Iconic Sierra Leonean journalist, television personality and broadcaster dies

The family of Dr. Joseph O. Findlay says the onetime director general of the former Sierra Leone Broadcasting Service died peacefully at home Sunday, days before his 81st birthday on Tuesday, August 8, 2016.

Findlay worked at the public radio and television station for 27 years before retiring.

He was an alumnus of the Christian Missionary Society (CMS) Grammar School in Freetown and Fourah Bay College, University of Sierra Leone.  He also earned a Diplom Publizistik from University of Munster in Germany, a bachelor’s degree and a diploma in education from the University of Iowa, and a doctoral degree from Pacific Western University.

Dr. Findlay was the first black director-general of the Sierra Leone Broadcasting Service (1971-81). He also served as a professional head of the Ministry of Information and Broadcasting. In 1981, he joined the United Nations (UN) Secretariat as an officer in the Department of Public Information to head the then anti-apartheid program information division.

Three years later, he was posted to Nigeria as spokesman for the secretary-general and director of the UN Information Center. In 1990, he served as deputy director of the UN Information Service at the Vienna International Center in Austria.

He returned to UN Headquarters in 1994 to head the Peacekeeping Information Division, a position he held until 1998. Later, he served as international adviser to the U.S.-based organization Pathways to Peace. In 2001 he joined the teaching faculty of Bowie State University in Maryland as an adjunct  mass communication professor.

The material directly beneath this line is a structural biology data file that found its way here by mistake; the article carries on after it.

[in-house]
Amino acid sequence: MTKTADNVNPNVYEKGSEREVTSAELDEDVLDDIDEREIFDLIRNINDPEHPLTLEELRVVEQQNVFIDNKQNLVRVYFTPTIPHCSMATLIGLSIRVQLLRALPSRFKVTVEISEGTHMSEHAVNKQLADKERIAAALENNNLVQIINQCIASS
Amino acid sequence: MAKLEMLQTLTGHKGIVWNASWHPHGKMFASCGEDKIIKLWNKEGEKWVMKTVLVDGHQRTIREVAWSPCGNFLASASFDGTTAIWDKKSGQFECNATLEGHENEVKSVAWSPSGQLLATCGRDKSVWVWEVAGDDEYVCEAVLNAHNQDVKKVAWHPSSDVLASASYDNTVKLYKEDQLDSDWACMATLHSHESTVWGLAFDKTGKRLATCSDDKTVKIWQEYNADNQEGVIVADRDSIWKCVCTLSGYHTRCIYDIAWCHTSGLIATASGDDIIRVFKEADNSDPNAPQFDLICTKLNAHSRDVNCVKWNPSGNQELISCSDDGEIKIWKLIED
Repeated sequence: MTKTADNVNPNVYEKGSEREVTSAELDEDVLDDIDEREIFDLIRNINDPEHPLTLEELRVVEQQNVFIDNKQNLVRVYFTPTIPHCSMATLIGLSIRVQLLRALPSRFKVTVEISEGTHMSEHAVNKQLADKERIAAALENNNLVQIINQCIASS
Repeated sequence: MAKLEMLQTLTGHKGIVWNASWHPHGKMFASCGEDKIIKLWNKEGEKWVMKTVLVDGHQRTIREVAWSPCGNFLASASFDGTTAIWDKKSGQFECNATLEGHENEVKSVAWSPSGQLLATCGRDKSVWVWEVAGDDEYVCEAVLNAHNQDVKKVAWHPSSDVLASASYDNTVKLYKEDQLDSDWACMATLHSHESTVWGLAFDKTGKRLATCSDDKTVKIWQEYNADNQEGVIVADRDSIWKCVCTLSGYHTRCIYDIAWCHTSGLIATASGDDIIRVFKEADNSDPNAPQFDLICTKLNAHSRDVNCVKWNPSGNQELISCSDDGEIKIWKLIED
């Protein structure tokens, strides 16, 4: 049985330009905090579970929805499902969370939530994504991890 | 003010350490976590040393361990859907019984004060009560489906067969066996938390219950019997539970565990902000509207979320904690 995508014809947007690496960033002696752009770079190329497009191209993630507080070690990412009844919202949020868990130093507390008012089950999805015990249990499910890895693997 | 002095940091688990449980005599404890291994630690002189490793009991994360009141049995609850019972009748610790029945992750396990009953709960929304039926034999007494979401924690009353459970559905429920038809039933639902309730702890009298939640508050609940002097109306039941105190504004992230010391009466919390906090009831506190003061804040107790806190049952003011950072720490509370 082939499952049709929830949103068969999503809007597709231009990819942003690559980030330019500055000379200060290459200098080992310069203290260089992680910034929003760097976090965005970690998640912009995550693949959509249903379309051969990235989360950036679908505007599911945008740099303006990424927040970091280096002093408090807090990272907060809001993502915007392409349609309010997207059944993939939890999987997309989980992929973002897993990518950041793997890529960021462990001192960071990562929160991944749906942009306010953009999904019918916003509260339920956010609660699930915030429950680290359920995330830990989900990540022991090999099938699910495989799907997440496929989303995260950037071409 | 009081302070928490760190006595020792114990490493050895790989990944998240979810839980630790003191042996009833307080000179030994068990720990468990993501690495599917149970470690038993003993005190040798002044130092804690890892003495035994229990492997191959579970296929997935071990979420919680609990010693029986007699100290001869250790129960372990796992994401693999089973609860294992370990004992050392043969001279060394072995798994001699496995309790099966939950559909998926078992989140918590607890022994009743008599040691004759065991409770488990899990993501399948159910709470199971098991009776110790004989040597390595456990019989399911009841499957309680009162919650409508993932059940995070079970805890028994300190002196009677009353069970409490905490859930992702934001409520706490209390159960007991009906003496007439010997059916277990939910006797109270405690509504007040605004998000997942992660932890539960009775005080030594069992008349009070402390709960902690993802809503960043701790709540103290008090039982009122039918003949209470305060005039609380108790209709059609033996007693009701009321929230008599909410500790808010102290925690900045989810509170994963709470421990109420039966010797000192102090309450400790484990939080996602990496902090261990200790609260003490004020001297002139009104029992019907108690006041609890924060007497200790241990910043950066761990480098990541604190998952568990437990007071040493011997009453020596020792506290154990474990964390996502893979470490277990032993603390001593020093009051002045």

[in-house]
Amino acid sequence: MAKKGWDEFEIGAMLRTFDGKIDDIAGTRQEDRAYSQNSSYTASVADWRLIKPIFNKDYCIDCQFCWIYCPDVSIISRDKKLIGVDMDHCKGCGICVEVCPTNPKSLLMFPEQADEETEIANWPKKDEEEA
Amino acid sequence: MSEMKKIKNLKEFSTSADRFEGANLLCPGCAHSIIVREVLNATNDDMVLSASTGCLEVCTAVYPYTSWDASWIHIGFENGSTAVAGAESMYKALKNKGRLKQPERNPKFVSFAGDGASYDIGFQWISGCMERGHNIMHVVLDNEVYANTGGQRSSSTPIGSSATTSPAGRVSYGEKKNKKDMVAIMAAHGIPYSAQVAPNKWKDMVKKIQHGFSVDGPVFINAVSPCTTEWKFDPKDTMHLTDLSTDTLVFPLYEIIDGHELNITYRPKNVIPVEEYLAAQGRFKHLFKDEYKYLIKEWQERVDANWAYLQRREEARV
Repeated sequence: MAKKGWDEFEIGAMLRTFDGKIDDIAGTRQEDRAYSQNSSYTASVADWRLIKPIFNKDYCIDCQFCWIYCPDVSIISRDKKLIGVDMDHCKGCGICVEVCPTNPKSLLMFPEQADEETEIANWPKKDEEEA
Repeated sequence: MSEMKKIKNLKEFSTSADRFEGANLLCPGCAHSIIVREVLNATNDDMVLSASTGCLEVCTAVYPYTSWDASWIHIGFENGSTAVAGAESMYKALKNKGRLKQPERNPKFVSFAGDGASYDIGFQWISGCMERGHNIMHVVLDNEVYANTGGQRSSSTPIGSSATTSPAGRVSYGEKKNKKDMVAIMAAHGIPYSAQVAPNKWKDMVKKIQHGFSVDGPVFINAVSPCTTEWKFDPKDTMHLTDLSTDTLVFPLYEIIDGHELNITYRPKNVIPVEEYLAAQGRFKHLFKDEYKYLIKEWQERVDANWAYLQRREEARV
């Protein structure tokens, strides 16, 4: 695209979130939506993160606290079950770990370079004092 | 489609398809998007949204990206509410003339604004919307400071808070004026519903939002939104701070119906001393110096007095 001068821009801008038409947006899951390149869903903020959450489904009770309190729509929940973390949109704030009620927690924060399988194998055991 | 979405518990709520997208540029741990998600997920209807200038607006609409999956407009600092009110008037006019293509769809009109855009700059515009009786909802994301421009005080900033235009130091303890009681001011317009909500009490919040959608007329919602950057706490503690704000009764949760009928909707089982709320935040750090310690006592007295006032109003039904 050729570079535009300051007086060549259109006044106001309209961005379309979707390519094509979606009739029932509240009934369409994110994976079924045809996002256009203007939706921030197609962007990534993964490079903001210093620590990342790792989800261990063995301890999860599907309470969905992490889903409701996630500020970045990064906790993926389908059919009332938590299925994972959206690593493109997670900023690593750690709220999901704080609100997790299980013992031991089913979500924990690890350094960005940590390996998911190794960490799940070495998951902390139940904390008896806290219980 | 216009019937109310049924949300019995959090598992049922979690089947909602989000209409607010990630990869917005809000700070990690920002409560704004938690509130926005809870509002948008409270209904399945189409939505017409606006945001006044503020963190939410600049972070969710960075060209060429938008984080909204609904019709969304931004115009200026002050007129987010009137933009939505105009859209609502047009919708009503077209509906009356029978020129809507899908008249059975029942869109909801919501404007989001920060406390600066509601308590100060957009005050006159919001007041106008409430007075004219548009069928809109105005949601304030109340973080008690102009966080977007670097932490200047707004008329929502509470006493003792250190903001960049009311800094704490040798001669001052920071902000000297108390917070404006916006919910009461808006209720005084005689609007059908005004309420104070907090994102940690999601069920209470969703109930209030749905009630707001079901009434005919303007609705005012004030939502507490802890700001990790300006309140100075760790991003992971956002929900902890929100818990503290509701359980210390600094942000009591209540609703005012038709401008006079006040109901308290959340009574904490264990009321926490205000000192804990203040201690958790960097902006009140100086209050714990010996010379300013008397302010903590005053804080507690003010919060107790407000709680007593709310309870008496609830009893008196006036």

He returned to Sierra Leone in 2006. Dr. Findlay served as coordinator of postgraduate programs in the Mass Communication department at Fourah Bay College.

He also served on the boards of mass communications organizations, including the Commonwealth Broadcasting Association, London, and Union of Radio and Television Organizations of African Nations.

The Sierra Leone Broadcasting Service (SLBS) was formed in 1934 from the Freetown Rediffusion Service making it the earliest English language radio broadcast service in West Africa.

Television broadcasts started in 1963 as cooperation between the SLBS and commercial interests.
Coverage was extended to all districts in 1978 when the service was also upgraded to color.

“I remember that voice,” wrote Emile Meheux on Facebook. “The first time, I said to myself, I would like to sound just like that when I grow up," Meheux added.
"As a journalist and broadcaster, he had the ability, not only to paint a picture with words, but also to get to the very heart of what was he speaking about.  He was my Alistair Cooke (Letter from America).”

Lorenzo Ariyo-Lewis called Findlay  a“one-of-a-kind media and communications pioneer for Sierra Leone.”

Undated photo of Joe Findlay (far left) on tour with
ex-president Stevens and vice president Sorie Ibrahim Koroma 
Before Sierra Leone’s civil war, SLBS had FM and shortwave transmissions from Freetown. High power medium wave had been discontinued some time before that. A high power shortwave station was constructed during the 1970s and used for leased transmission of international broadcasters after SLBS could not afford to operate it. Television was broadcast on UHF, having replaced the earlier VHF system.

During the war, the Waterloo shortwave station was completely destroyed and looted. It is not known if it had been broadcasting before this. The rest of the SLBS's facilities fell into disrepair. 

From 1999 onwards, Britain'sDepartment for International Development renovated the radio services including the Goderich shortwave station. The Goderich station transmitted for a year before lightening destroyed part of the antenna system in June 2002. 

The Sierra Leone Broadcasting Corporation was formed in April 2010, when the government-owned SLBS merged with the United Nations peacekeeping radio station Radio UNAMSIL

President Ernest Bai Koroma and United Nations secretary general Ban Ki-Moon inaugurated the SLBC on June 15, 2010. It is under the supervision of the Sierra Leone Ministry of Information and Communications.


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